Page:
With the holiday season fast approaching, most people are tackling the difficult task of purchasing wines that can be paired with the special foods of the season. Apart from the universal saying of Drink What You Like, there are a few useful tips to help you select the proper holiday wine. . Forget about all the traditional reprimands, like pairing red wines with red meat and white wines with seafood. . Try pairing full-bodied wines, either red or white, with full-flavored foods, and lighter wines with lighter food items.
. Foods with sauces generally require a medium to full-bodied wine. . Boiled, steamed or lightly sauteed food should be matched with dry and light white wines. . Chicken, Pork, or Veal are best suited with any full-bodied white wine.
. Spicy food items and off-dry white wines make an excellent match. .
Fat rich food items like foie gras and cheese should be paired with sweet wines. . Sweet dishes and desserts go very well with wines that have high apparent sweet flavors, or you might prefer it with other beverages. Like most marriages, pairing wines with a particular food item perfectly is rare and difficult. However, there are a few such classic marriages, like chocolate and Cabernet Sauvignon, duck with Pinot Noir, stilton or any blue-veined cheese and Port, foie gras and Sauternes.
In most cases, marriages are by chance incidents or happy accidents. Like wines, food preparations also tend to vary greatly, and a marriage largely depends on certain compatibilities. On one hand, one wine may match a certain food preparation. On the other hand, similar wines may not match another type of preparation. For all the meat eaters out there, here is a list of wines that should be paired with certain holiday meats: . Turkey: The wines that match this meat very well are Gamay, Pinot Blanc, Dry Rose, Grenache, Valdiguie, and Dry Gewurztraminer.
. Duck or Goose: The perfect wine matches are Sangiovese, Chianti Classico, Rioja, Pinot Noir, and Tempranillo. .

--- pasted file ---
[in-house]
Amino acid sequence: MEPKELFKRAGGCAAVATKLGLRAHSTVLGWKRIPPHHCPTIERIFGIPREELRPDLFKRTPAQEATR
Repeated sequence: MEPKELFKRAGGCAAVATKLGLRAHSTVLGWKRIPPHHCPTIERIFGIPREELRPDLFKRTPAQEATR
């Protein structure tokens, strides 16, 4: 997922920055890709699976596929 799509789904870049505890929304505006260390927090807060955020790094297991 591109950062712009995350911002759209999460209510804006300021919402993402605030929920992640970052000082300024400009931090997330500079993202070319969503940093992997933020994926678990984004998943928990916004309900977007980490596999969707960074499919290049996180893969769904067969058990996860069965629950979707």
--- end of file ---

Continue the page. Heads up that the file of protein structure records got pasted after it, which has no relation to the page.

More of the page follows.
Ham: You can pair any type of Gewurztraminer, off-dry Rose, or Riesling. . Well done Prime Ribs: Your best options would be dry Gewurztraminer, Dry Chardonnay, and dry Riesling.
. Rare to medium Prime Ribs: The best wines for this meat are Rioja, Sangiovese, California Barbera, Chianti Classico and Tempranillo. . Roast beef or steaks: Merlots go well with roasted meats, Cabernet Franc and Cabernet Sauvignon. . Grilled or Roast Lamb: Only one wine will go with this: Syrah.
Before going ahead and buying yourself holiday wine, remember to first differentiate between the full-bodied and light-bodied wines. For instance, some of the most famous light-bodied white wines are the Muscadet, Dry Riesling, Tank-fermented Sauvignon Blanc, Malvasia Bianca, and the Dry Gewurztraminer, while some of the full-bodied white wines are the Chardonnay or white Burgundy wines, Barrel-fermented Sauvignon Blanc and aged Sauvignon and Pinot Blanc. On the other hand, some of the light-bodied red wines include Rioja, Tempranillo, Barbera, Grenache, Chianti, Sangiovese, Red Burgundy, Pinot Noir, Gamay and Beaujolais. And, some of the most famous full-bodied red wines include the Petite Sirah, Syrah, Cabernet Franc and Cabernet Sauvignon, Zinfandel and Merlot. However, the most famous wine that is absolutely perfect for all holiday meals is the bubbly or champagne, which always sets a festive spirit to the holiday season.
So, follow these guidelines and tips and you should have no problem buying your holiday wines!.
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